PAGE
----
One of the things I hope to try with my Level 3 certification rocket is the use of removable fins. I haven’t seen this done before, so this could be either really cool or heading for disaster. I’ll let you know when I find out. I’ve seen far too many people miss cert attempts because of broken fins. My Level 3 is by far the biggest and most ambitious project I’ve embarked on, and I don’t want to have to deal with busted fins. My thought is that if I break a fin, I can remove a fin retainer, pop out the busted fin(s), and slide in a new one. This should also be very helpful in the “must be capable of flying again” department in the certification process. As well as retaining my fins, this device will also have to retain my motor (which I value much more than the fins, by the way). This device, of course, is only one part of the fin retention mechanism. The rest is mounted in the motor mount and centering rings as a locking jigsaw mechanism.
My device incorporates an aft centering ring (1/4″ plywood) with three fin end tab slots. The fin end tabs are specially designed into my fins to meet this adapter. The slots are a closed geometry to hug the aft of the fins inward. A set of six screws (#6-32, zinc-plated steel, 1.25″) binds this special centering ring to a permanent aft centering ring (1/2″ plywood). This six-screw feature constrains the z-degree of freedom for the fins along with the forward part of the mechanism (not pictured) to prevent the fins from sliding.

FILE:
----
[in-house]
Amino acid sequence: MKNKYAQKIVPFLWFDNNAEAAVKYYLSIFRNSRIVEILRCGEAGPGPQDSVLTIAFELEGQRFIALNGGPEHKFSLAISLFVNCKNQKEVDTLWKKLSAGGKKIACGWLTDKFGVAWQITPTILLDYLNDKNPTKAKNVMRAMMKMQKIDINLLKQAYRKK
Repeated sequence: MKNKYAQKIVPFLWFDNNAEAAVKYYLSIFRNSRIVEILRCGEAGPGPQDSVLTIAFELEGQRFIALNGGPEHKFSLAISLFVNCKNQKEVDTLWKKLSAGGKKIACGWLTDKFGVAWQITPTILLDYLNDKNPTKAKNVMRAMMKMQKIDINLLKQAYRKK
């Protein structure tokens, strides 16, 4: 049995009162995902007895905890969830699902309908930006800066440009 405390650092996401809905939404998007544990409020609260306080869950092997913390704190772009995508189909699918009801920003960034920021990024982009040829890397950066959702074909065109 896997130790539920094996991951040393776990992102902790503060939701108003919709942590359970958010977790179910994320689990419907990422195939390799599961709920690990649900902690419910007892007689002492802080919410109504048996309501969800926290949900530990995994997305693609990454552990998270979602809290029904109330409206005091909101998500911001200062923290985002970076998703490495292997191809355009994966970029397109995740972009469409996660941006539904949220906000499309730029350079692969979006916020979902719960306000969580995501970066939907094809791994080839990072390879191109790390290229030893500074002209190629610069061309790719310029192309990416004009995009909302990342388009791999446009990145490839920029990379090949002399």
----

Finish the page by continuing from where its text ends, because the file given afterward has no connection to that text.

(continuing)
Below is the reverse side of the retainer, more clearly featuring the fin end tab slot profile.
I’ve also incorporated my motor retention device into this–an Aero Pack 75mm flanged retainer. I’ve bolted this on with twelve #6-32 zinc-plated steel screws and steel tee nuts. The screw ends have been cut off at the tee nut surface due to insertion and removal difficulty into the pilot holes on the permanent aft centering ring.
I’ve test fit the fins and adapter and confirmed that this design works. There is currently a bit of a loose fit in one of the fins such that it flutters, though I think that may disappear with the addition of fiberglass plating on the fins and a slotted airframe. I had originally planned to resolve the issue with the addition of aluminum angle stock and binding posts, but the weight penalty seems too severe for my stability. I am currently exploring alternate options.